This is the third season for our 10,000 vines, planted in the summer of 2018, all being well we will have our very first grapes this autumn. We had bud burst in the early varietals at the beginning of April and as I look out the window now, the fragile green shoots of Pinot Noir, Pinot Meunier and Ortega in our Saw Pit block are being jostled about by a blustery south westerly breeze. The oaks and chestnut that predominate in the surrounding woodlands are greening up, the ewes and lambs enjoying their lustrous green pastures.
We are busy in the winery, especially on the wet days, blending and preparing the wines for bottling. We’ll be bottling two to three days a week from now, until well into the summer. New releases are imminent, our first ever Piquette and ATHINGMILL, both a lot of fun to drink, will be released in the coming weeks.
The closure of our rooms and restaurant as a result of the current pandemic have been a huge blow to the business. We were busy and looking forward to a busy spring/summer season, the impact on our overall cashflow is devastating. It’s also been sad to see the place empty and also to have to furlough our wonderful employees. The place is looking beautiful and we’ll be ready when we’re allowed to reopen. We are taking bookings via the website and also selling vouchers which can be redeemed anytime over the next 12 months. It goes without saying that we need as much help from our followers as ever if we are to weather this storm.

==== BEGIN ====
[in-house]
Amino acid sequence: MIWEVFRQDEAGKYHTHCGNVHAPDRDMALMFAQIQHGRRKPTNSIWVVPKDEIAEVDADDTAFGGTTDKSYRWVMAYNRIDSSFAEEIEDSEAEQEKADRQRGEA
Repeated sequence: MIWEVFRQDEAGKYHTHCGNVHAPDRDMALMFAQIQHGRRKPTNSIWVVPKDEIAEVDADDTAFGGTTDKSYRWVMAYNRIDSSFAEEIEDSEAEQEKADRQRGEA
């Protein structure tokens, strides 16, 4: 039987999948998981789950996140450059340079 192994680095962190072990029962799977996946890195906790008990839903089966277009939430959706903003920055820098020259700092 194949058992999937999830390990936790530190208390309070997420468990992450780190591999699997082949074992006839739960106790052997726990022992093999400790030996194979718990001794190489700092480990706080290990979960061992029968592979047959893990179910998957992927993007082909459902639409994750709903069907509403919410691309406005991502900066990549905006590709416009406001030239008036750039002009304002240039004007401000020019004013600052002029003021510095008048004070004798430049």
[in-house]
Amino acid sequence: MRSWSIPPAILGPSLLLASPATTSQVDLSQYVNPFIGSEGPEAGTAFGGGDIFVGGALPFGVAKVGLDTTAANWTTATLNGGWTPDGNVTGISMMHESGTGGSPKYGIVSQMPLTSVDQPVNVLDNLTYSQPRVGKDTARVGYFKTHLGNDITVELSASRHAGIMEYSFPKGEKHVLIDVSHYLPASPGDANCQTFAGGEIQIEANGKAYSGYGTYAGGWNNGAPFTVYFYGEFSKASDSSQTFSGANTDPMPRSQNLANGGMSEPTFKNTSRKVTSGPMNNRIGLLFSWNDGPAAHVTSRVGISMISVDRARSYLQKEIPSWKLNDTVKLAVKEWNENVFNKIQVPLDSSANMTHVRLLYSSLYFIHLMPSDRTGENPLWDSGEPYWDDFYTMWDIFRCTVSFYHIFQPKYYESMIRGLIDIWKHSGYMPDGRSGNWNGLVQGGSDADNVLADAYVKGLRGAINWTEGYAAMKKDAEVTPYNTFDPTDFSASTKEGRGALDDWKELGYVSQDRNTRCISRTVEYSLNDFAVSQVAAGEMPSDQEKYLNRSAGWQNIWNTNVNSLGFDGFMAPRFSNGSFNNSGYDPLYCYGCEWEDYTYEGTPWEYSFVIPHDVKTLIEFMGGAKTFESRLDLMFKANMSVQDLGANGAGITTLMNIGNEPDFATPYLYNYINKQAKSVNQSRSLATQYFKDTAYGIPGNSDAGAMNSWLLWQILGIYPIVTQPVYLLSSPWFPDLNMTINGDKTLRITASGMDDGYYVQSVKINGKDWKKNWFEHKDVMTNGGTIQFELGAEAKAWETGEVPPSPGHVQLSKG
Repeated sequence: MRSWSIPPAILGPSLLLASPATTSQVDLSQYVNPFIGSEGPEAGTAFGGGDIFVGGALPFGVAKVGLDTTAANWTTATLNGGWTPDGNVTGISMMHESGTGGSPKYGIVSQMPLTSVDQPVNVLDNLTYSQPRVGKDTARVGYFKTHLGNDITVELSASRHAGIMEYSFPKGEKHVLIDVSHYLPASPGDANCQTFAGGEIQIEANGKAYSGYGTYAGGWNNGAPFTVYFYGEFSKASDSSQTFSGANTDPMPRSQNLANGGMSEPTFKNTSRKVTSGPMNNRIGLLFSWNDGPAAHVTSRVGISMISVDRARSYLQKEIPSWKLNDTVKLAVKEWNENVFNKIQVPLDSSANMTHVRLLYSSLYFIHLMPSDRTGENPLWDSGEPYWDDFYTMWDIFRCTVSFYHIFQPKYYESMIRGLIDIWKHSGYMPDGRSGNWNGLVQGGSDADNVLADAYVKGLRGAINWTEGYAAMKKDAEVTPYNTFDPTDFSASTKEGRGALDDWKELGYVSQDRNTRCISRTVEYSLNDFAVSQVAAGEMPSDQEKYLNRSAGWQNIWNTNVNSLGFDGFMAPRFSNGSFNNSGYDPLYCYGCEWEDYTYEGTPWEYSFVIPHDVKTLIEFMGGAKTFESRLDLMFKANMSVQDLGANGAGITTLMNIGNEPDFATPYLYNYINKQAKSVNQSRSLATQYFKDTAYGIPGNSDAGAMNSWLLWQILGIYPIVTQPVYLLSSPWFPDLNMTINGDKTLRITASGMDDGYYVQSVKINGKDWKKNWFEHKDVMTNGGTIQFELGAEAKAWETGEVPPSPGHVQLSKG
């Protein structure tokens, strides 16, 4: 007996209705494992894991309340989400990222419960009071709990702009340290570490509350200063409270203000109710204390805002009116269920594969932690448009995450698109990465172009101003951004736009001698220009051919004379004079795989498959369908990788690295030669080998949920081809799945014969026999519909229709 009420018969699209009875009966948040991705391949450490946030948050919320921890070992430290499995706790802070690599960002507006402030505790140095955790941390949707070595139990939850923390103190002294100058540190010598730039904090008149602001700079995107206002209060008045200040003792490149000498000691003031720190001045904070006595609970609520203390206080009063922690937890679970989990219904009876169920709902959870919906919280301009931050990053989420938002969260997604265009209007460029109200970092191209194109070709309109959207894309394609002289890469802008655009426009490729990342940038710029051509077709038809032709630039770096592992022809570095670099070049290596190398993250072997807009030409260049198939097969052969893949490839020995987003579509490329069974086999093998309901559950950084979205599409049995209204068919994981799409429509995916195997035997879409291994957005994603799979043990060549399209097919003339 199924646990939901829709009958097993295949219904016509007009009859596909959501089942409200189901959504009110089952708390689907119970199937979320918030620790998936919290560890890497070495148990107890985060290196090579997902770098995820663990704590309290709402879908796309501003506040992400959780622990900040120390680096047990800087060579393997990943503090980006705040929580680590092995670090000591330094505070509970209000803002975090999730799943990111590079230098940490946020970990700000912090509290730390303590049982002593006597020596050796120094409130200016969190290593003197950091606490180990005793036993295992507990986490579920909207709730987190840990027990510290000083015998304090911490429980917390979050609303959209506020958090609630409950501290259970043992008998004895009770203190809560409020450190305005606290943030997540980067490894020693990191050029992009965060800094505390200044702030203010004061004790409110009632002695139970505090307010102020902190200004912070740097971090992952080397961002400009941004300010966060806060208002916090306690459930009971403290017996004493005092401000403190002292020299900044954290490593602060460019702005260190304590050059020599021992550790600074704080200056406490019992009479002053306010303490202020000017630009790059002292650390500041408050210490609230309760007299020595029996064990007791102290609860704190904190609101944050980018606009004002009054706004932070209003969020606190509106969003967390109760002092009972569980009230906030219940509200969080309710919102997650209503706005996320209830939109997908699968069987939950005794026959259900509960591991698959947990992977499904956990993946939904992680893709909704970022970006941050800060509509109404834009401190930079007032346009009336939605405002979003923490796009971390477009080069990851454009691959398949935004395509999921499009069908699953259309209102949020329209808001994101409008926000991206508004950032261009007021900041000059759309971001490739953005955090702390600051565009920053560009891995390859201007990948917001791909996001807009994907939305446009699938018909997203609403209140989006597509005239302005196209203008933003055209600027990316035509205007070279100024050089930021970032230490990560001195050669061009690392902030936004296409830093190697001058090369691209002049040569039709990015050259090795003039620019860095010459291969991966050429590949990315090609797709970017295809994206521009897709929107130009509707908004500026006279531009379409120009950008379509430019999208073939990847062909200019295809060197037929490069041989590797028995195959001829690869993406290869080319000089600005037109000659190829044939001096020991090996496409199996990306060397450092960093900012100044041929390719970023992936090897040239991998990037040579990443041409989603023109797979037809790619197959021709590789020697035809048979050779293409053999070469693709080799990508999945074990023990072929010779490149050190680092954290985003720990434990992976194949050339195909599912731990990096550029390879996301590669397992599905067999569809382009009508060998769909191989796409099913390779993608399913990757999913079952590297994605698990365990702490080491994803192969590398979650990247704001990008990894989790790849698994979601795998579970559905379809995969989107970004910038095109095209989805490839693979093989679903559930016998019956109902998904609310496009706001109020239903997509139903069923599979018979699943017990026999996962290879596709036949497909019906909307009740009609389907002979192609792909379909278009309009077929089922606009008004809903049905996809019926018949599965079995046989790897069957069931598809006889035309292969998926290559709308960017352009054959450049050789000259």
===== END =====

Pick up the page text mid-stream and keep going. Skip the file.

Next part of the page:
The silver lining to having to close our burgeoning tourism business is that it has allowed me to focus much more on the farming aspect here. My interest in wine is very much tied to farming, it’s where I came from, and it was in a field in Burgundy twenty years ago, that I decided, somewhat naively, that farming grapevines was to be my future.
Regenerative farming is a relatively hot topic, I didn’t know it until recently, but this term absolutely nails what it is I have been working towards and inspired by since first being introduced to Biodynamics many moons ago. When people have asked me about our approach here, I’ve struggled to explain it easily, saying that it is an amalgamation of practices etc. In essence, regenerative agriculture is about repairing and rebuilding the soil and the wider farmed environment, in the knowledge that it is all connected, that there are both symbiotic and subtle connections between plants and animals on all levels. It isn’t just a way of farming though, it is also a way of life, about balance and respect. Far from the finished article we are just at the beginning of our journey, I just hope that with all the support we are lucky to have in the world it’s a one we will be able to continue for the foreseeable.